Listening is an important component of speech. When we speak, we use data collected by our ears to help us modulate our spoken tone, pitch and rhythm. That's why people who experience hearing loss often develop speech impediments, and may decide to stop speaking entirely. A new study, published March 7 in Neuron, reveals that the vocalization problems of the deaf may also have roots in the neural reorganization that occurs after hearing loss.

“Our broad interest is to understand how the brain uses auditory information to learn how to vocalize and maintain a stable vocal pattern,” said Duke University neurobiologist Richard Mooney, an author on the new study. “What we really wanted to know is, could auditory feedback be influencing the part of the brain that controls vocalizations?"

To find out, Mooney and his colleagues studied zebra finches, which are birds that learn their vocalization patterns from their social environment, like humans do. Zebra finch vocalizations, like human vocalizations, become less accurate soon after the onset of deafness. Mooney thought that these changes might be reflected in an area of the bird’s brain called the HVC. ("HVC" is not an abbreviation.) The HVC is similar to the Broca's area in a human brain, Mooney says. The two structures evolved separately in birds and humans, but each controls the motor movements required for vocalization. If a bird's HVC is damaged, it cannot sing. Analogously, if a person's Broca area is damaged, he cannot speak.

To see what happens in the HVC after a finch loses its hearing, Mooney and his team actually built tiny windows into the birds' brains, and covered the one-millimeter-wide holes with glass. Next, they used viruses to inject green fluorescent proteins into the neurons there. Shining a laser light through the window allowed the researchers to observe where the neurons were located and what they looked like during experiments.

At the beginning of the experiment, one particular finch sounded like this:

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Spectrogram of a song, before songbird became deaf. Credit: Katie Tschida, Duke Department of Neurobiology

But then the researchers deafened each bird by removing its cochleae. Two weeks later, this is what the deafened bird’s song sounded like:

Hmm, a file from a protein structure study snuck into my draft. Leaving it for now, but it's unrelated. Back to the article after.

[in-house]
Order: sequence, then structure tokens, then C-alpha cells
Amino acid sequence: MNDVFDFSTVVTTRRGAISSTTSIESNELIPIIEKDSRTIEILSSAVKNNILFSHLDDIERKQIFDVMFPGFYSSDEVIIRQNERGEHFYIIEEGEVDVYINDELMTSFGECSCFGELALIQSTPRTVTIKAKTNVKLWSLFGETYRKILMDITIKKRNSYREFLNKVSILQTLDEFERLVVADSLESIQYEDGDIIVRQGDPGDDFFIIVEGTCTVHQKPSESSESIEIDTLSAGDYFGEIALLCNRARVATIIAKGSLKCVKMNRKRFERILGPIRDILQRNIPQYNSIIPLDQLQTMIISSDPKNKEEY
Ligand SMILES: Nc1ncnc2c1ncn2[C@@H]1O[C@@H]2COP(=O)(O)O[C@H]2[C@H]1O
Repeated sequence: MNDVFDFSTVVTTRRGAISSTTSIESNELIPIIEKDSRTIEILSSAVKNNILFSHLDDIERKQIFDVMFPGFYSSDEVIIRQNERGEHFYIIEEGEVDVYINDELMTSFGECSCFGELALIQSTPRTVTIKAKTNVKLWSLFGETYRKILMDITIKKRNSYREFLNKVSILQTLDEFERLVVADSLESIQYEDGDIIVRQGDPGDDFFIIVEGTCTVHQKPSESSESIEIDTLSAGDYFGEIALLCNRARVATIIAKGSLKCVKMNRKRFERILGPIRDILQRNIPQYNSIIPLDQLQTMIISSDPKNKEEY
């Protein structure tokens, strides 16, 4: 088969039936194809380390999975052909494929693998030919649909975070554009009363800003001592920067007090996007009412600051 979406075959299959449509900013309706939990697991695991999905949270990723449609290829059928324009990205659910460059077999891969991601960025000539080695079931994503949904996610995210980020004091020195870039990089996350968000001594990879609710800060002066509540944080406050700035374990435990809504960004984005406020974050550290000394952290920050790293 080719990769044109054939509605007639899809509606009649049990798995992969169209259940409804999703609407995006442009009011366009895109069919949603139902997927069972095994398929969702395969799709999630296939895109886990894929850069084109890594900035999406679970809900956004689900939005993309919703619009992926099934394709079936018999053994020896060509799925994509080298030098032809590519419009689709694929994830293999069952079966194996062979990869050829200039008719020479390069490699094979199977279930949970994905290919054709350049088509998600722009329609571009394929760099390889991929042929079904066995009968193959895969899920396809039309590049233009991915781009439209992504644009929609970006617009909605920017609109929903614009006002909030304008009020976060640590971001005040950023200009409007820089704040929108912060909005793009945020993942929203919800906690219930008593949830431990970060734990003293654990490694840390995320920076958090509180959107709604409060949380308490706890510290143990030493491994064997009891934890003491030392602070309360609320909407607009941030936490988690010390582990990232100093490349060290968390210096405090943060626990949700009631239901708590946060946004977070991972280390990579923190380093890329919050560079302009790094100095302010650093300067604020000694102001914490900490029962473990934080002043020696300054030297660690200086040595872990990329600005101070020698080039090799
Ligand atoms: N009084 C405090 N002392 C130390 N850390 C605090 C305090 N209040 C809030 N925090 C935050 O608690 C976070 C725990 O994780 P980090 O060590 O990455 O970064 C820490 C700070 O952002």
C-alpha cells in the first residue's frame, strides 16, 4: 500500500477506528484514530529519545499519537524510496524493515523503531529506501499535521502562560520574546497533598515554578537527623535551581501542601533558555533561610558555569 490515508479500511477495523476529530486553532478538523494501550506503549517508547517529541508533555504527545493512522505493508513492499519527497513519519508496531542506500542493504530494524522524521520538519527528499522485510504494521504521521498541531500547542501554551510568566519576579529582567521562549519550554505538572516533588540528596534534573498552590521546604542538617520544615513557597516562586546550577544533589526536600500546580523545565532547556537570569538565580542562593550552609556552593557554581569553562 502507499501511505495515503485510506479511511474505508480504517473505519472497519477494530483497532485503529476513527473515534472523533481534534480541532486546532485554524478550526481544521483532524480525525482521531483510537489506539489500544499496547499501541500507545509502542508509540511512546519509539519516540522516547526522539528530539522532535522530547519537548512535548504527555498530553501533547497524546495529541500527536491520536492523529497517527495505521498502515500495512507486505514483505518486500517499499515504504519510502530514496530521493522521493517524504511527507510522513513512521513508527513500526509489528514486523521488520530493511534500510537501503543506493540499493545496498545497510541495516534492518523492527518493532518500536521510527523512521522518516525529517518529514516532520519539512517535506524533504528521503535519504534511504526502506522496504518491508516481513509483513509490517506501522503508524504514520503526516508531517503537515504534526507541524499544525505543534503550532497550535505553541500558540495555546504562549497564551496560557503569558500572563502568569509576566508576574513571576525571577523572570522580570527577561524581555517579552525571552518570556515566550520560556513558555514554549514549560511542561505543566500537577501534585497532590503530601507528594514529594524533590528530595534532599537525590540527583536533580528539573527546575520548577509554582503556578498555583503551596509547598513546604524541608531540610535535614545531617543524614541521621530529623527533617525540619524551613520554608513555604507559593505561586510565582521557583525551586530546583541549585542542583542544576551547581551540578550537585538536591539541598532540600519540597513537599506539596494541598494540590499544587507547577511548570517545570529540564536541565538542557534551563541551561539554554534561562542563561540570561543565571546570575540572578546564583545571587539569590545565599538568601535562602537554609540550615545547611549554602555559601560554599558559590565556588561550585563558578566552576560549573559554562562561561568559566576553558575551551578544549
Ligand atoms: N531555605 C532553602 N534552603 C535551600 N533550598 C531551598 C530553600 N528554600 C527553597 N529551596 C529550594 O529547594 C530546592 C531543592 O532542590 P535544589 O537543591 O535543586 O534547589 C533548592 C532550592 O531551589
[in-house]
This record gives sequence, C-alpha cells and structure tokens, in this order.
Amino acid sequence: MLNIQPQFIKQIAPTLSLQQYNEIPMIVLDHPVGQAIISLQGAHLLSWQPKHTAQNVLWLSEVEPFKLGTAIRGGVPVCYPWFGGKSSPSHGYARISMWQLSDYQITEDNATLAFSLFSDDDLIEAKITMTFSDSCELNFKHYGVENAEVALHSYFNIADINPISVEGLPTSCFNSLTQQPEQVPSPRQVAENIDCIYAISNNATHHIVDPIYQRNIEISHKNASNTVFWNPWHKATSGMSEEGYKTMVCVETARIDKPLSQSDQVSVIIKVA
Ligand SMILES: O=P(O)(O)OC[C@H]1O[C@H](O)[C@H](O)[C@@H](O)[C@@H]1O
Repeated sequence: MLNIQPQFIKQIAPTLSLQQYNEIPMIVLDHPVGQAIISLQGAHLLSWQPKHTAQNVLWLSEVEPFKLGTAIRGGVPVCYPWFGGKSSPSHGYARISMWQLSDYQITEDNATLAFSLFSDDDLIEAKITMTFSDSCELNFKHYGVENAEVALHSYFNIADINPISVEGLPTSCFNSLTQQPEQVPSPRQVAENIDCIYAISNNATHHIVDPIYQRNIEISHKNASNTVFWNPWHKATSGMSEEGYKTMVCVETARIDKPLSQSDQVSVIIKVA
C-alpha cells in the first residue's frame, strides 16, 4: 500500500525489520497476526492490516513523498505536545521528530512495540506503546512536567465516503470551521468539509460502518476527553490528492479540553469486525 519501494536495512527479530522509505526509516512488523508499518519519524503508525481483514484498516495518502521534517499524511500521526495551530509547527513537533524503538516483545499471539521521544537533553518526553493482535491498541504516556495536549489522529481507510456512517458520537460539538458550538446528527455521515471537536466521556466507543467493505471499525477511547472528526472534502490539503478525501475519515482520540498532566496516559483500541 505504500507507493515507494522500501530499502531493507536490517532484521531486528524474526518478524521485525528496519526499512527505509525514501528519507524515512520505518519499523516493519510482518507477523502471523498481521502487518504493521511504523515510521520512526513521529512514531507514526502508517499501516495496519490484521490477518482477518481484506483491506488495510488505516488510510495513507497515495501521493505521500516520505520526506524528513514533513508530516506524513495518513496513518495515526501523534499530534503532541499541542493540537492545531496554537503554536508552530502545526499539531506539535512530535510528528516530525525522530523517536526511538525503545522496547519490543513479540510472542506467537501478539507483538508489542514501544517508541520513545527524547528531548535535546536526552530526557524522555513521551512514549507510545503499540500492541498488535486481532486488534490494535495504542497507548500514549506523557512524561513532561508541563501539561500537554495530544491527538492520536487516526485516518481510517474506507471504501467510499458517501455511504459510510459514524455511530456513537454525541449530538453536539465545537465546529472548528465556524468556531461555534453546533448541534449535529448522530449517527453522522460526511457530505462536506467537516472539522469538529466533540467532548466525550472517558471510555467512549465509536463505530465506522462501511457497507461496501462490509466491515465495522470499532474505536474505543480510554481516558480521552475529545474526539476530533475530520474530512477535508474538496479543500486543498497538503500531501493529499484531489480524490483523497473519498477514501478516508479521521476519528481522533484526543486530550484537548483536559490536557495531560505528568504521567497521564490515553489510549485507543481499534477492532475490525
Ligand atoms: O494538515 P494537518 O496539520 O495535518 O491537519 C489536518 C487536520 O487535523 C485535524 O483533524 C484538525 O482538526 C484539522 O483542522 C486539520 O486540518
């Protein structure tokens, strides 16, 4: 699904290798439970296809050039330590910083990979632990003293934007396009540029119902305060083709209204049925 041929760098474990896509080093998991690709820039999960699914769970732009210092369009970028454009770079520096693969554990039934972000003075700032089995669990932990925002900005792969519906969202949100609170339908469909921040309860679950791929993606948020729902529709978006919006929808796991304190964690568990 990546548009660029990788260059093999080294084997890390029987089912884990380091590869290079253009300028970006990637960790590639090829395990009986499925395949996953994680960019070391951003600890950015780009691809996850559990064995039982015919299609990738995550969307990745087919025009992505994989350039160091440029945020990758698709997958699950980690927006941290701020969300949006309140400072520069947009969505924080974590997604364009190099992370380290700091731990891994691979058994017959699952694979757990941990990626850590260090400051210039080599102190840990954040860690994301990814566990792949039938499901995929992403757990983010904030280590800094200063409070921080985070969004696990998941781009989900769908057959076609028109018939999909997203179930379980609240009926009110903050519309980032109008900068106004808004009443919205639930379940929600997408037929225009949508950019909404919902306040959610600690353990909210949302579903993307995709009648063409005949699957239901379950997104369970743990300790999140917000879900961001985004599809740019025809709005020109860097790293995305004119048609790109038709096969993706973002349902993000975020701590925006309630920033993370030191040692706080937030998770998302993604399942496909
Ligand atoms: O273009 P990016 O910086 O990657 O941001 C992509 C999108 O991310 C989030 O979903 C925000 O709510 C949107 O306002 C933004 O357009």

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Spectrogram of a song, after same songbird became deaf. Two weeks after deafening, this song sounds messier and looks more degraded. Katie Tschida, Duke Department of Neurobiology

Mooney was surprised to find that the neurons controlling the bird's singing began to degrade within 24 hours after deafening, even though birds might not stop singing altogether for days or weeks. As the connections among neurons are lost, their signals weaken. A "use it or lose it" mechanism could be involved, Mooney thinks.

"The motor system must use auditory information to keep the behavior in good shape," he says. "When auditory behavior is removed, the system doesn’t have a way of evaluating its performance. So it falls apart."

The study corroborates a growing tendency among neuroscientists to no longer think of the brain as operating in simple reflexive arcs, where sensory information goes into the brain and motor commands come back out. Instead, the latest research suggests that sensory input and motor output are tangled up in feedback loops. In the case of the birds, the effects of deafening penetrated deeply into the zebra finches' brain circuitry. Mooney says that a similar phenomenon may happen when a human loses hearing. If so, then understanding the distributed effects of hearing loss could eventually help to combat it.

The study also has interesting evolutionary implications. Roosters don’t learn to crow, rather they are born with the ability. And unlike songbirds, who do learn to sing and modify their songs in response to their environments, roosters will keep crowing even after they’ve been deafened. Mooney thinks that hearing oneself must be more important in species with the ability to learn and modify their vocalizations. Understanding the neural circuits involved could help scientists to understand why humans and songbirds are unique in their vocalization flexibility.

"There’s something during songbird evolution that has resulted in the building of a neural circuit for singing and song learning," Mooney says. "In humans, there’s something in us that allows us to learn how to speak. Chimps and gorillas don’t have that flexibility. Why learn to vocalize?"

Up next, Mooney says he wants to understand how the motor areas of the HVC help songbirds to learn and remember the songs that they hear.